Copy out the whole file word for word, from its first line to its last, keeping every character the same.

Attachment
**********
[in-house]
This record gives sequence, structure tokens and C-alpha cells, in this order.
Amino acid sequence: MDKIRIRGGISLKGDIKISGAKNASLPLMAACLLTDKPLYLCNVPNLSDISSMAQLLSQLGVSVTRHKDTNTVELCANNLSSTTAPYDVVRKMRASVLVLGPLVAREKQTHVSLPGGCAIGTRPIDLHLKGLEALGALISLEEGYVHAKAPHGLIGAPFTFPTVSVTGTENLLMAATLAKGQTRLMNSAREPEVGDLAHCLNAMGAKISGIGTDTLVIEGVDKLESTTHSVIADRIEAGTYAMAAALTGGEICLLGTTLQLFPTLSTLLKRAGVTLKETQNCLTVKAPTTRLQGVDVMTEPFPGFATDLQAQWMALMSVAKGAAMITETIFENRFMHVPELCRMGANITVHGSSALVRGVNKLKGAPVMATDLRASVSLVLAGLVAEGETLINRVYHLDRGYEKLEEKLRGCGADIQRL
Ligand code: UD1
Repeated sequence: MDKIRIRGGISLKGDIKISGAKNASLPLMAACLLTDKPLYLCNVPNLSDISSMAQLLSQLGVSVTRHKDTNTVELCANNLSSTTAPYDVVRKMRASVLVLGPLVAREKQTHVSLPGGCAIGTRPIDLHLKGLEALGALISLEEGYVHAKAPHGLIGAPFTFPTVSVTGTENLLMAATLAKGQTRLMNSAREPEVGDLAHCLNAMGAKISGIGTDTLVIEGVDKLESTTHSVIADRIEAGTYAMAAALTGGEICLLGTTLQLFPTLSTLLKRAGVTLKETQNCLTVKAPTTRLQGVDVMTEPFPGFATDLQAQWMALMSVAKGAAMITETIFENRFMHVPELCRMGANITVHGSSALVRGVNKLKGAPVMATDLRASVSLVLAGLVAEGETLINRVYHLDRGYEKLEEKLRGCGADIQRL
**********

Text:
[in-house]
This record gives sequence, structure tokens and C-alpha cells, in this order.
Amino acid sequence: MDKIRIRGGISLKGDIKISGAKNASLPLMAACLLTDKPLYLCNVPNLSDISSMAQLLSQLGVSVTRHKDTNTVELCANNLSSTTAPYDVVRKMRASVLVLGPLVAREKQTHVSLPGGCAIGTRPIDLHLKGLEALGALISLEEGYVHAKAPHGLIGAPFTFPTVSVTGTENLLMAATLAKGQTRLMNSAREPEVGDLAHCLNAMGAKISGIGTDTLVIEGVDKLESTTHSVIADRIEAGTYAMAAALTGGEICLLGTTLQLFPTLSTLLKRAGVTLKETQNCLTVKAPTTRLQGVDVMTEPFPGFATDLQAQWMALMSVAKGAAMITETIFENRFMHVPELCRMGANITVHGSSALVRGVNKLKGAPVMATDLRASVSLVLAGLVAEGETLINRVYHLDRGYEKLEEKLRGCGADIQRL
Ligand code: UD1
Repeated sequence: MDKIRIRGGISLKGDIKISGAKNASLPLMAACLLTDKPLYLCNVPNLSDISSMAQLLSQLGVSVTRHKDTNTVELCANNLSSTTAPYDVVRKMRASVLVLGPLVAREKQTHVSLPGGCAIGTRPIDLHLKGLEALGALISLEEGYVHAKAPHGLIGAPFTFPTVSVTGTENLLMAATLAKGQTRLMNSAREPEVGDLAHCLNAMGAKISGIGTDTLVIEGVDKLESTTHSVIADRIEAGTYAMAAALTGGEICLLGTTLQLFPTLSTLLKRAGVTLKETQNCLTVKAPTTRLQGVDVMTEPFPGFATDLQAQWMALMSVAKGAAMITETIFENRFMHVPELCRMGANITVHGSSALVRGVNKLKGAPVMATDLRASVSLVLAGLVAEGETLINRVYHLDRGYEKLEEKLRGCGADIQRL